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Copyright © 1995-2003 
Linda Coffman

Radisson Seven Seas Mariner
September 2003

From Paul, reflections of a first time cruiser.

We approached our first cruise experience with a mixture of anticipation (me) and mild dread (my wife is prone to motion sickness). Drawn by the lure of seeing parts of Alaska that we would otherwise never see, and reassured by traveling companions who are experienced cruisers, we decided to venture out on the Mariner's final Alaska cruise of the 2003 season.

Having done considerable research on the Mariner on various websites before we embarked, we felt at the end of our voyage that the experience had surpassed our expectations in every respect. In weighing the comments that follow, remember that we had no point of reference to compare the Mariner to other cruise ships, so these are the impressions of cruise novices.

The Itinerary
The Mariner's typical Alaska itineraries are one way Seward to Vancouver or reverse. This repositioning cruise started in Vancouver, called in Ketchikan, Juneau, Skagway, Sitka, Seattle, and Victoria (in that order), with at-sea days cruising the Inside Passage and Tracy Arm, before heading south to San Francisco and a wonderful finish to our experience, cruising under the Golden Gate Bridge at daybreak. We made independent air and land arrangements and, as San Francisco is home, we can't comment on Radisson's air and land offerings. Even though we did not call at destinations further north that are included in Radisson's usual itineraries, we found the grandeur of Alaska to be everything we had hoped for. The Mariner's propulsion system allows close approach to shorelines and glaciers and turn-on-a-dime navigation in tight quarters.

Time spent in each port was generally adequate for the opportunities available and for the planned shore excursions, of which a wide range was offered. We only availed ourselves of the White Pass & Yukon Railway excursion in Skagway and the Mendenhall Glacier and River Float in Juneau because of one traveling companion's temporary mobility limitations. We thought both were worthwhile and good value for the money. By that I mean that while both are available onshore on a walk up basis, booking through the tour desk on board cost only a few dollars more, and gave us the convenience of being met dockside by a bus (or set of specially designated train cars in Skagway), plus the assurance that our return to the ship was being monitored.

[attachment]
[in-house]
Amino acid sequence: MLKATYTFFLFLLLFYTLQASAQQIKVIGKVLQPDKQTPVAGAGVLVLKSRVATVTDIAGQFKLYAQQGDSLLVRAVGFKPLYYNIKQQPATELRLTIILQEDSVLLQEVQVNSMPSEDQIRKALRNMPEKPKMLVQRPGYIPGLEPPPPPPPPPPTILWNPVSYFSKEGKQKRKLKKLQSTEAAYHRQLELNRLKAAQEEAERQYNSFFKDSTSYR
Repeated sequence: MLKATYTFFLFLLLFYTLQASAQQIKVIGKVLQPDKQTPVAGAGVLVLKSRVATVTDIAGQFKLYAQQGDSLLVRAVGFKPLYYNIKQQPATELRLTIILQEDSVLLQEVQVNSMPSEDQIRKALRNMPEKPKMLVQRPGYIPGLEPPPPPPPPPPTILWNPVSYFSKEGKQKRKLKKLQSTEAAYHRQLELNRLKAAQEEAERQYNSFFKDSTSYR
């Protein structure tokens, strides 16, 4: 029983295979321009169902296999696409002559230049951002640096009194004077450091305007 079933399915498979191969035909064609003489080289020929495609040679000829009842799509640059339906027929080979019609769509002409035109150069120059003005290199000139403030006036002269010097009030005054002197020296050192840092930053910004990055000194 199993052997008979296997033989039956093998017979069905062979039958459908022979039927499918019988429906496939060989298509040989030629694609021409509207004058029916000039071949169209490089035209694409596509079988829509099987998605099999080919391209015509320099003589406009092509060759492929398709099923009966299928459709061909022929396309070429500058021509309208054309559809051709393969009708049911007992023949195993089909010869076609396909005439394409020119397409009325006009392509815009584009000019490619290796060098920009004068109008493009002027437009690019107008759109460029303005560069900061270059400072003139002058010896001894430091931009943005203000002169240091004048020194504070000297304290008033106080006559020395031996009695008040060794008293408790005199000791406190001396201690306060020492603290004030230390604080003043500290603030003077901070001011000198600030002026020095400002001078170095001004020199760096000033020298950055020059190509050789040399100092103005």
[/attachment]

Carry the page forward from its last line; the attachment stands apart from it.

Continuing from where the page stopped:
The Ship
All public areas were tastefully elegant, comfortable, spacious, and (consistently throughout every part of the ship) impeccably clean and tidy. There are four distinct restaurant venues, three lounges (plus a separate, enclosed "clubroom" accommodating cigar and pipe smokers), a nightclub, a theater, a library of books and videos with its own reading room, a garden promenade for art shows and auctions, and, up top, the pool deck and track for walking and jogging. There is also a very fine fitness center with a good assortment of machines, free weights and aerobics area, and an adjacent spa and steam room, both of which we used daily (see more below about the fitness center in relation to our dining experiences onboard). While we did not have any spa treatments, we did make frequent use of the (complimentary) steam room and sauna. There is also a casino which we did not enter, two small boutiques, and a photo shop. The atmosphere in the public areas was much more reminiscent of a very good small luxury hotel than of a Las Vegas mega-resort. The atrium forward included three glass-walled elevators and a circular staircase, and provided a feeling of light and airy spaciousness. The large forward Observation Lounge and the aft Horizon Lounge maintained the same small luxury hotel feeling, with ample and comfortable table seating, and pre-and post-dinner entertainment (piano and guitar).

We had fair to good weather for most of the voyage and made good use of the pool deck, which occupies most of the 11th deck and includes a saltwater pool large enough to swim laps and three soaking tubs. These Jacuzzi tubs received a lot more use than did the pool, with the exception of a few hardy youngsters who were eager to swim in any weather. We found the tubs not quite hot enough, an opinions shared by most of our fellow soakers.

For this voyage we had about 450 passengers, well short of the ship's 700 capacity. This fact may have contributed to the overall feeling of spaciousness that pervades the Mariner. Yet I doubt that even at full capacity would any part of the ship have seemed crowded. With the exception of the two reservations-required dining venues, there was never an occasion anywhere on ship that a space was filled to one-half capacity.